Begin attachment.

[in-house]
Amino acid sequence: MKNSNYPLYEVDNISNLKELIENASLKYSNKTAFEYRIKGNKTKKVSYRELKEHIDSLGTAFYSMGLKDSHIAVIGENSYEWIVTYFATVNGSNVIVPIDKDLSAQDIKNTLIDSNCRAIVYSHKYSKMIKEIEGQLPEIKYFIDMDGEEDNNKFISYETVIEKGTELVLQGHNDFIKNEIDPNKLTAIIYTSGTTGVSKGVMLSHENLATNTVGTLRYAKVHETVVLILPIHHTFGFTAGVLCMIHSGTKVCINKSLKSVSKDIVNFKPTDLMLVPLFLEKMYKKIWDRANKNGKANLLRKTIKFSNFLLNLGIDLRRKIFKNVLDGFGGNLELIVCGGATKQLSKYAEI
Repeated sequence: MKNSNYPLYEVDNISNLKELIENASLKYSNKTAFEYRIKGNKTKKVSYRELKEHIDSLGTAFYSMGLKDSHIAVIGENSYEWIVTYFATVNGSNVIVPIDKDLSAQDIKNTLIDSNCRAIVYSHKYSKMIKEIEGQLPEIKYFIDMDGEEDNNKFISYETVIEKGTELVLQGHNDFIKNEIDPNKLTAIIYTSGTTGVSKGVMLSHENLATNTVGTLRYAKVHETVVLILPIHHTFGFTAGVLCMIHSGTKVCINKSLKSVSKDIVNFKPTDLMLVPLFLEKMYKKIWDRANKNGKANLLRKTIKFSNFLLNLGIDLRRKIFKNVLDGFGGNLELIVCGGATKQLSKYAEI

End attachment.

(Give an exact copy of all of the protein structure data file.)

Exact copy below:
[in-house]
Amino acid sequence: MKNSNYPLYEVDNISNLKELIENASLKYSNKTAFEYRIKGNKTKKVSYRELKEHIDSLGTAFYSMGLKDSHIAVIGENSYEWIVTYFATVNGSNVIVPIDKDLSAQDIKNTLIDSNCRAIVYSHKYSKMIKEIEGQLPEIKYFIDMDGEEDNNKFISYETVIEKGTELVLQGHNDFIKNEIDPNKLTAIIYTSGTTGVSKGVMLSHENLATNTVGTLRYAKVHETVVLILPIHHTFGFTAGVLCMIHSGTKVCINKSLKSVSKDIVNFKPTDLMLVPLFLEKMYKKIWDRANKNGKANLLRKTIKFSNFLLNLGIDLRRKIFKNVLDGFGGNLELIVCGGATKQLSKYAEI
Repeated sequence: MKNSNYPLYEVDNISNLKELIENASLKYSNKTAFEYRIKGNKTKKVSYRELKEHIDSLGTAFYSMGLKDSHIAVIGENSYEWIVTYFATVNGSNVIVPIDKDLSAQDIKNTLIDSNCRAIVYSHKYSKMIKEIEGQLPEIKYFIDMDGEEDNNKFISYETVIEKGTELVLQGHNDFIKNEIDPNKLTAIIYTSGTTGVSKGVMLSHENLATNTVGTLRYAKVHETVVLILPIHHTFGFTAGVLCMIHSGTKVCINKSLKSVSKDIVNFKPTDLMLVPLFLEKMYKKIWDRANKNGKANLLRKTIKFSNFLLNLGIDLRRKIFKNVLDGFGGNLELIVCGGATKQLSKYAEI